An Oklahoma mother's son was kidnapped and killed by a fellow classmate. Jerrod Murray confessed to the killing, but was later found not guilty by reason of insanity.
Now, Jeana West is fighting to change that plea option for future violent offenders with a new bill.
“He meticulously planned out and executed the murder of my son,” West said.
Nearly three and a half years later, she still can't let it go.
“He got away with it he literally got away with it,” she said.
Jerrod Murray pleaded not guilty by reason of insanity for killing West's son, 18-year-old Generro Sanchez. The two were both students at East Central University when on December 6, 2012; Sanchez agreed to give Murray a ride to Walmart for $20.
Instead, in his taped confession, Murray said he took Sanchez out on a rural road and shot him twice in the head.
Under the insanity plea, Murray was sent to a mental health facility.
“I had a gut feeling that was going to happen,” West said.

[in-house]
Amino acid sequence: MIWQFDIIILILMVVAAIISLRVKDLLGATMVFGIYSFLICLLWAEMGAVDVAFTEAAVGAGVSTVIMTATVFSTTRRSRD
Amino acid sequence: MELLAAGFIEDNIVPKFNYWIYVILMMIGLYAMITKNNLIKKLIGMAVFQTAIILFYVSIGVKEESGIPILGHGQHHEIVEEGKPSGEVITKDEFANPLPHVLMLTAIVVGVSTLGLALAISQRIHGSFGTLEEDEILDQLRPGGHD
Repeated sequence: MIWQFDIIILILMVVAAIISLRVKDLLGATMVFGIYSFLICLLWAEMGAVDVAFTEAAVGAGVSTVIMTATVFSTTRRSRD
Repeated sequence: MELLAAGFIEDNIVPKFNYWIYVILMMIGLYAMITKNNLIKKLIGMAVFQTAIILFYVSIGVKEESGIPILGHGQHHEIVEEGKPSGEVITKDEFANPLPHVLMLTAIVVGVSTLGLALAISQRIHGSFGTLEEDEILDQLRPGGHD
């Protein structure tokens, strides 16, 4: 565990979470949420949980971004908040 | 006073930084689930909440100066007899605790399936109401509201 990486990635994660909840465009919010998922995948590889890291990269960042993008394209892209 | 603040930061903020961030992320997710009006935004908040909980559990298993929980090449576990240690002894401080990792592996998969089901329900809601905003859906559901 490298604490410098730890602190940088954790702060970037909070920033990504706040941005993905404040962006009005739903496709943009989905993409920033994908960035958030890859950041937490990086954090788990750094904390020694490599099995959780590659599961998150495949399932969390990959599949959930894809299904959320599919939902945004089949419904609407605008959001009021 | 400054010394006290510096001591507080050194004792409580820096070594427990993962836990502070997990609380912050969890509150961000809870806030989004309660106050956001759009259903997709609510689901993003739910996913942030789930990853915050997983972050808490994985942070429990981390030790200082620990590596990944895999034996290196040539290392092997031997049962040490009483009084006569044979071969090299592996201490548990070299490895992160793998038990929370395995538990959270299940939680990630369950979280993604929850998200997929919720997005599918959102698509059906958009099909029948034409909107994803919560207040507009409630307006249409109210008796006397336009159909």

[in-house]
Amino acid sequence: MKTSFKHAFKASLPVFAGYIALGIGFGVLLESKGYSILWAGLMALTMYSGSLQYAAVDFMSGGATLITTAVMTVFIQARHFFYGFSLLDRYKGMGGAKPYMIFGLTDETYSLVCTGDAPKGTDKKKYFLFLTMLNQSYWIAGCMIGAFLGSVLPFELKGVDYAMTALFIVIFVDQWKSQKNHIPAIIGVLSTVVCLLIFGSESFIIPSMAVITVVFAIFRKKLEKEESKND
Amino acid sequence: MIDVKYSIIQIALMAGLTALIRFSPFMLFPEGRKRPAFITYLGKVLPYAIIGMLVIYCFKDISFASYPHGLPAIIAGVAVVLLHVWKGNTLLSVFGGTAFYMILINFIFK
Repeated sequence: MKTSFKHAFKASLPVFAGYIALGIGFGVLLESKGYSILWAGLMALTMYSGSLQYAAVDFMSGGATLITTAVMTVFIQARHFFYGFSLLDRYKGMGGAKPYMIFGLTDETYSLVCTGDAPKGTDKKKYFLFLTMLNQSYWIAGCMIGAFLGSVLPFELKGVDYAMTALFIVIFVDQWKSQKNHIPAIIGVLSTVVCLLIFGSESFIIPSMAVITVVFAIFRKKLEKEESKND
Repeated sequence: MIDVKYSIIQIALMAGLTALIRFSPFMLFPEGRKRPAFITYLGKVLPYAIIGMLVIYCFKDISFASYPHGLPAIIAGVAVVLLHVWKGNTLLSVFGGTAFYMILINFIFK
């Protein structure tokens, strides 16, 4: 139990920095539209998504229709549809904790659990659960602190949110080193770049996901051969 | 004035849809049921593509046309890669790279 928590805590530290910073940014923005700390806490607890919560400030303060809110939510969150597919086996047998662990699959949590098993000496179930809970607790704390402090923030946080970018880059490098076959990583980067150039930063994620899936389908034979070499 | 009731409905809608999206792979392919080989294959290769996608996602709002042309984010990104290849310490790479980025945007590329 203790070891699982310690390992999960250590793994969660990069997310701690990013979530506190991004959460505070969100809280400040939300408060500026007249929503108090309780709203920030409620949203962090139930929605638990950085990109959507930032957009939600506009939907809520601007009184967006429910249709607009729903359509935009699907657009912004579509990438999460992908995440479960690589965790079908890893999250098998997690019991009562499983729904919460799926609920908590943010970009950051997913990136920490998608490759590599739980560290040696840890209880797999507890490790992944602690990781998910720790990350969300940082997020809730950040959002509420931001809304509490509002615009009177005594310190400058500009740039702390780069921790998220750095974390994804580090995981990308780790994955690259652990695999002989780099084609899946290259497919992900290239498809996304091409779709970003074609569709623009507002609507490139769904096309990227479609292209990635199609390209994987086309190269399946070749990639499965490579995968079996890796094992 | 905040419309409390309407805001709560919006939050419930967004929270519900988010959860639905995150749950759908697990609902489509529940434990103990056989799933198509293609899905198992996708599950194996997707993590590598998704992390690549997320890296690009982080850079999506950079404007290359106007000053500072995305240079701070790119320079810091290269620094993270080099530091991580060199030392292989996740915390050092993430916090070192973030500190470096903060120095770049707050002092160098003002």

Now, West doesn't want to see that happen to another family.
If passed, the guilty by mental defect bill would essentially close a loophole that now allows violent offenders to avoid long prison sentences under an insanity plea.
Senate Bill 1214 would add a “guilty but with mental defect” defense for those individuals who are found guilty with a mental illness but who also have an antisocial personality disorder.
“So nobody is saying they won't receive treatment, they'll get that and then serve their time,” she said.
Under the legislation, a plea of guilty with mental defect would result in the same sentence that could be imposed on another person convicted of the same crime.
Those found guilty with mental defect would be required to be examined by the state Department of Mental Health with a recommendation to be made within 45 days.
“He was found not guilty for premeditated murder that he confessed to that he described in detail of what he did to my son and he got away with it,” West said. “He got away with murder once, what’s to make him think he won’t get away with it again.”
According to the Pottawatomie County District Attorney’s office, a doctor claimed Murray was no longer a threat to society. He could be released at soon as November.
The bill has passed the Senate, and is scheduled to be considered in the House of Representatives this week.